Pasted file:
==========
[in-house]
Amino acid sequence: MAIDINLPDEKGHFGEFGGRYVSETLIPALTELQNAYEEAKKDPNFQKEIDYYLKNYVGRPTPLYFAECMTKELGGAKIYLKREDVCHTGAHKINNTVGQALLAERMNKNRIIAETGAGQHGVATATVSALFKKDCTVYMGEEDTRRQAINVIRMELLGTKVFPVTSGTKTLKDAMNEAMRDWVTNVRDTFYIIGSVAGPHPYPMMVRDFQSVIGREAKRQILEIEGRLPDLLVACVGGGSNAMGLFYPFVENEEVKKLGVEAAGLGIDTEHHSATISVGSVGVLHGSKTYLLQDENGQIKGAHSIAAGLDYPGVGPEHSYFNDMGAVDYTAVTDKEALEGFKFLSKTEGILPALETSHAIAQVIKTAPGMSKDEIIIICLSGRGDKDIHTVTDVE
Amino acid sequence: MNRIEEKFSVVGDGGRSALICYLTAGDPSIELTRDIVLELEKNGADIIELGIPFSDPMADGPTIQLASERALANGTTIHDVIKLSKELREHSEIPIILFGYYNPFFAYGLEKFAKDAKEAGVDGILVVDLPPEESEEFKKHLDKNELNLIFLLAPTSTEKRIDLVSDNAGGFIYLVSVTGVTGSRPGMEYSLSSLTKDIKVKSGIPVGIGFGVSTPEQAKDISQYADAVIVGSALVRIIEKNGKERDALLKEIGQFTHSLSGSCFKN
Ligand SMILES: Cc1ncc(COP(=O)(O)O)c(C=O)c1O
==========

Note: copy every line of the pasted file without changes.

[in-house]
Amino acid sequence: MAIDINLPDEKGHFGEFGGRYVSETLIPALTELQNAYEEAKKDPNFQKEIDYYLKNYVGRPTPLYFAECMTKELGGAKIYLKREDVCHTGAHKINNTVGQALLAERMNKNRIIAETGAGQHGVATATVSALFKKDCTVYMGEEDTRRQAINVIRMELLGTKVFPVTSGTKTLKDAMNEAMRDWVTNVRDTFYIIGSVAGPHPYPMMVRDFQSVIGREAKRQILEIEGRLPDLLVACVGGGSNAMGLFYPFVENEEVKKLGVEAAGLGIDTEHHSATISVGSVGVLHGSKTYLLQDENGQIKGAHSIAAGLDYPGVGPEHSYFNDMGAVDYTAVTDKEALEGFKFLSKTEGILPALETSHAIAQVIKTAPGMSKDEIIIICLSGRGDKDIHTVTDVE
Amino acid sequence: MNRIEEKFSVVGDGGRSALICYLTAGDPSIELTRDIVLELEKNGADIIELGIPFSDPMADGPTIQLASERALANGTTIHDVIKLSKELREHSEIPIILFGYYNPFFAYGLEKFAKDAKEAGVDGILVVDLPPEESEEFKKHLDKNELNLIFLLAPTSTEKRIDLVSDNAGGFIYLVSVTGVTGSRPGMEYSLSSLTKDIKVKSGIPVGIGFGVSTPEQAKDISQYADAVIVGSALVRIIEKNGKERDALLKEIGQFTHSLSGSCFKN
Ligand SMILES: Cc1ncc(COP(=O)(O)O)c(C=O)c1O